Tales of the Rampant Coyote

Adventures in Indie Gaming!

Why “Because We May” & Indie Pricing Is Important

Posted by Rampant Coyote on May 29, 2012

The Because We May sale is entering its last few days (so don’t forget to pick up a copy of Frayed Knights: The Skull of S’makh-Daon for all your friends while it’s still ultra-cheap! Sorry, that was Marketing Coyote talking… back to the other one!).

During this event, I’ve seen a few comments on twitter where people don’t quite get what the big deal is.

Yeah, indies have sales all the time. This one may be unusually large, sure. And it’s about indies being in control of their own destiny, which sounds cool. But exchanging my indie hat for a gamer hat, what’s the benefit? I mean, those other channels who aren’t so indie-friendly have sales all the time, too, so what’s the big deal to me as a consumer? Why should I care that indies are setting their own prices this time around?

Excellent question.

The short answer is, “Because it means you get the games you want to play at the prices you more-or-less want to pay.” But that requires some explanation, because it’s not direct and it’s not necessarily intuitive.

Half of the answer is this: It lets the developer and the consumers arrive (hopefully) at an agreeable price between them for buying and selling the product, without a middleman interposing barriers to distort the market or add confusion to the signals. Reciprocally,  it allows customers to inform developers what kinds of games (and at what price points) they want to buy.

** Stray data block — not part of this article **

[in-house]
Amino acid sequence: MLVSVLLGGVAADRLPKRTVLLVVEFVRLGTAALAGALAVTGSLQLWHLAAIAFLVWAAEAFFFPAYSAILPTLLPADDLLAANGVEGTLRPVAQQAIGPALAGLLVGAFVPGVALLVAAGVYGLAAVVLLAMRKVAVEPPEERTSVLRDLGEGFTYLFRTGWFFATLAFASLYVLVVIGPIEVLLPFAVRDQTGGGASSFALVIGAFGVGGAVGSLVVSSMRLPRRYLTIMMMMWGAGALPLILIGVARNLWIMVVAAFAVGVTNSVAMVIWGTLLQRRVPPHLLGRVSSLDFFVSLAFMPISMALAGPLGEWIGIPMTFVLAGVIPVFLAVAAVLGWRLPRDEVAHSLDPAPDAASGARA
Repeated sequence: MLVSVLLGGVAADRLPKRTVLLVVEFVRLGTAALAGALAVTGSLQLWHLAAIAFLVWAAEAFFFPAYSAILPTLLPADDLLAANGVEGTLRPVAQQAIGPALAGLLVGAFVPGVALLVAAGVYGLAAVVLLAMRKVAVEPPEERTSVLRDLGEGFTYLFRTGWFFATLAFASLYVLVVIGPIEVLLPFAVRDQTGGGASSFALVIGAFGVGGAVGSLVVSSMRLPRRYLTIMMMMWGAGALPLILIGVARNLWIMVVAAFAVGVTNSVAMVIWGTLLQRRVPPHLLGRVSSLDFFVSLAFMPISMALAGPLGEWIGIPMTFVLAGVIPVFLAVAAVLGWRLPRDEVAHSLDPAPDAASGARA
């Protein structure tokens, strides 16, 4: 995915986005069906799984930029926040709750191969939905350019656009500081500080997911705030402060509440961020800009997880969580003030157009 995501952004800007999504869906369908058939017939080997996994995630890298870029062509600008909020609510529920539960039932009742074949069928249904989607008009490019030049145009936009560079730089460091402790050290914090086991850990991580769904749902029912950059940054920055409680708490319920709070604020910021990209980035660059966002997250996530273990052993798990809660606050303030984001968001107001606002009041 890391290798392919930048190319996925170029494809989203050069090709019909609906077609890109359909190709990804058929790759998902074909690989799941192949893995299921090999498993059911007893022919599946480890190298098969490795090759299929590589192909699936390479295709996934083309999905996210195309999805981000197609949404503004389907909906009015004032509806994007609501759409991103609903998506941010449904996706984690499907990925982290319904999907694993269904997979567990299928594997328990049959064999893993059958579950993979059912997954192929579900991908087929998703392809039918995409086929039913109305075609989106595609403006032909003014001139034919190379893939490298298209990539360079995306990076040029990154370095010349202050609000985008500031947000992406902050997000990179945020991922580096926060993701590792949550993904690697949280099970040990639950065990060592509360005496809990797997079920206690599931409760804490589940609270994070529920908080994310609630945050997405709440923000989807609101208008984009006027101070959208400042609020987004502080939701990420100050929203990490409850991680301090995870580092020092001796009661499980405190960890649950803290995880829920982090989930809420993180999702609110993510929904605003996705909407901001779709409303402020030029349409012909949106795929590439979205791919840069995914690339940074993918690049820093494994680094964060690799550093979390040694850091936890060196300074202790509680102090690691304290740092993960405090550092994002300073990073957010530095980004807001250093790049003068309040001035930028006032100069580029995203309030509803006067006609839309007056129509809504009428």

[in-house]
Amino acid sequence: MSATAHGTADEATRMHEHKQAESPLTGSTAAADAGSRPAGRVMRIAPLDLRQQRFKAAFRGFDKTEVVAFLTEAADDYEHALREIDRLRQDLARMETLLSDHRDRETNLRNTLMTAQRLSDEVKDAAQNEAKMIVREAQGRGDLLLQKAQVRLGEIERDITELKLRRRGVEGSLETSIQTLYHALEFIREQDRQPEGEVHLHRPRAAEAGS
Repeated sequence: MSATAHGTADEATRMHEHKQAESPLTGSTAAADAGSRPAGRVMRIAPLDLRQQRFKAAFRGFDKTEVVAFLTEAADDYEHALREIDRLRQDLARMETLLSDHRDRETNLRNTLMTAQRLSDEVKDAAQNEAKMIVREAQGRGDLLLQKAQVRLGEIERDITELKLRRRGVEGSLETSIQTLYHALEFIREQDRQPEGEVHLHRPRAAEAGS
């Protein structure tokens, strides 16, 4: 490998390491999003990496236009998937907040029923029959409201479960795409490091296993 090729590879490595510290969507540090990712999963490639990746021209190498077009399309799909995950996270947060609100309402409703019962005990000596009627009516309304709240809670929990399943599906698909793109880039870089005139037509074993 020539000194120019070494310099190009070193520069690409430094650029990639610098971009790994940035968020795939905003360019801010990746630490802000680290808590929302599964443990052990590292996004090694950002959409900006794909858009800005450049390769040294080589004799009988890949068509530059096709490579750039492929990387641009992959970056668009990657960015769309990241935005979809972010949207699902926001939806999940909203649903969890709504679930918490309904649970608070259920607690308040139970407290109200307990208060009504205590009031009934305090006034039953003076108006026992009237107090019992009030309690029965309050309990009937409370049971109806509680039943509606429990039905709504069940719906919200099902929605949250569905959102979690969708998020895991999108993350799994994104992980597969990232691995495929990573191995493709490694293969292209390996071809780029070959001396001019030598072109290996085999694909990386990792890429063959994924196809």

An example: iPhone games. Let’s imagine what would have happened if Apple, looking at the typical prices for Mac games as they launched the App store, decided in their infinite wisdom to set the standard price for all games at $6.99, $9.99, or $19.99. While there are no doubt many game developers who would rejoice initially at this “price fixing,” I suspect they’d change their tune once they discovered that their games just didn’t sell at that price. In fact, a lot of games might not sell at that price, iPhone “apps” might never have caught on in general, and people would still be waiting for the “mobile games market” to “hit.”

Now imagine for a moment if Apple had clamped down a year into the iPhone’s success, prior to the release of the iPad, and said, “You know, almost all games that are selling are selling for less than $2.99. So we’re going to put a price cap on games at that price – so consumers will all know that they are always getting really cheap games at the App Store!” If they’d done that, there’d probably never have been Avadon: The Black Fortress for iPad. Nor would we have a lot of the games now out from indies and non-indies.

Instead, game developers continue to experiment with content and pricing, and consumers get to keep voting with their wallets, signalling their willingness to try something different.

That pricing freedom means developers can experiment with niche genres. Because its niche, it has a much smaller potential audience,  which means the price may have to be a bit more. That’s where you get titles like The Many Faces of Go or X-Plane (yeah, not really a game, but still…).  The price freedom allows these titles to be made and maintained.